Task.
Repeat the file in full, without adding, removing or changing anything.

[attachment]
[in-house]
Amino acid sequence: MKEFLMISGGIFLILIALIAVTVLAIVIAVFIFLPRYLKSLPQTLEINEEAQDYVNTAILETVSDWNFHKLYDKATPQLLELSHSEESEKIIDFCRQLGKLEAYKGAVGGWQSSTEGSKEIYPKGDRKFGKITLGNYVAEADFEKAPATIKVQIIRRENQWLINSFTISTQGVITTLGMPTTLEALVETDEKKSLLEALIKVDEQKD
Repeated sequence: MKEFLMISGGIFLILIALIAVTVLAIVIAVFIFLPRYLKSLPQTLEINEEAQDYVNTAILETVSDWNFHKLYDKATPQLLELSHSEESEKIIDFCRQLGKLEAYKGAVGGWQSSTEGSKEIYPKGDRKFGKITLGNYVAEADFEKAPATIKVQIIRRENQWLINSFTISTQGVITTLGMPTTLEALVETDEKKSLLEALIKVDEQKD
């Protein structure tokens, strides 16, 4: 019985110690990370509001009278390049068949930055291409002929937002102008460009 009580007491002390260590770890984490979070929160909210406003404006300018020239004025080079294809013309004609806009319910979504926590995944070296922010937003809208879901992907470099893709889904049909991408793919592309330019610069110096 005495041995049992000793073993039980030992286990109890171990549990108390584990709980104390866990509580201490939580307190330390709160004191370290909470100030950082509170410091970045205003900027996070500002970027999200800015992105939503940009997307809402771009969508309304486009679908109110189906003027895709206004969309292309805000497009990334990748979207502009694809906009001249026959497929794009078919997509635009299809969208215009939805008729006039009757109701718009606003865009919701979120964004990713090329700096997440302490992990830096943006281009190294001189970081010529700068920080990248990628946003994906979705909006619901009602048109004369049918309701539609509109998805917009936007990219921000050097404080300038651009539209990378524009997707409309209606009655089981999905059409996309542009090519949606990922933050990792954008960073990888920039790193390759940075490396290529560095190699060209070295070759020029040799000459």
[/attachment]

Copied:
[in-house]
Amino acid sequence: MKEFLMISGGIFLILIALIAVTVLAIVIAVFIFLPRYLKSLPQTLEINEEAQDYVNTAILETVSDWNFHKLYDKATPQLLELSHSEESEKIIDFCRQLGKLEAYKGAVGGWQSSTEGSKEIYPKGDRKFGKITLGNYVAEADFEKAPATIKVQIIRRENQWLINSFTISTQGVITTLGMPTTLEALVETDEKKSLLEALIKVDEQKD
Repeated sequence: MKEFLMISGGIFLILIALIAVTVLAIVIAVFIFLPRYLKSLPQTLEINEEAQDYVNTAILETVSDWNFHKLYDKATPQLLELSHSEESEKIIDFCRQLGKLEAYKGAVGGWQSSTEGSKEIYPKGDRKFGKITLGNYVAEADFEKAPATIKVQIIRRENQWLINSFTISTQGVITTLGMPTTLEALVETDEKKSLLEALIKVDEQKD
């Protein structure tokens, strides 16, 4: 019985110690990370509001009278390049068949930055291409002929937002102008460009 009580007491002390260590770890984490979070929160909210406003404006300018020239004025080079294809013309004609806009319910979504926590995944070296922010937003809208879901992907470099893709889904049909991408793919592309330019610069110096 005495041995049992000793073993039980030992286990109890171990549990108390584990709980104390866990509580201490939580307190330390709160004191370290909470100030950082509170410091970045205003900027996070500002970027999200800015992105939503940009997307809402771009969508309304486009679908109110189906003027895709206004969309292309805000497009990334990748979207502009694809906009001249026959497929794009078919997509635009299809969208215009939805008729006039009757109701718009606003865009919701979120964004990713090329700096997440302490992990830096943006281009190294001189970081010529700068920080990248990628946003994906979705909006619901009602048109004369049918309701539609509109998805917009936007990219921000050097404080300038651009539209990378524009997707409309209606009655089981999905059409996309542009090519949606990922933050990792954008960073990888920039790193390759940075490396290529560095190699060209070295070759020029040799000459």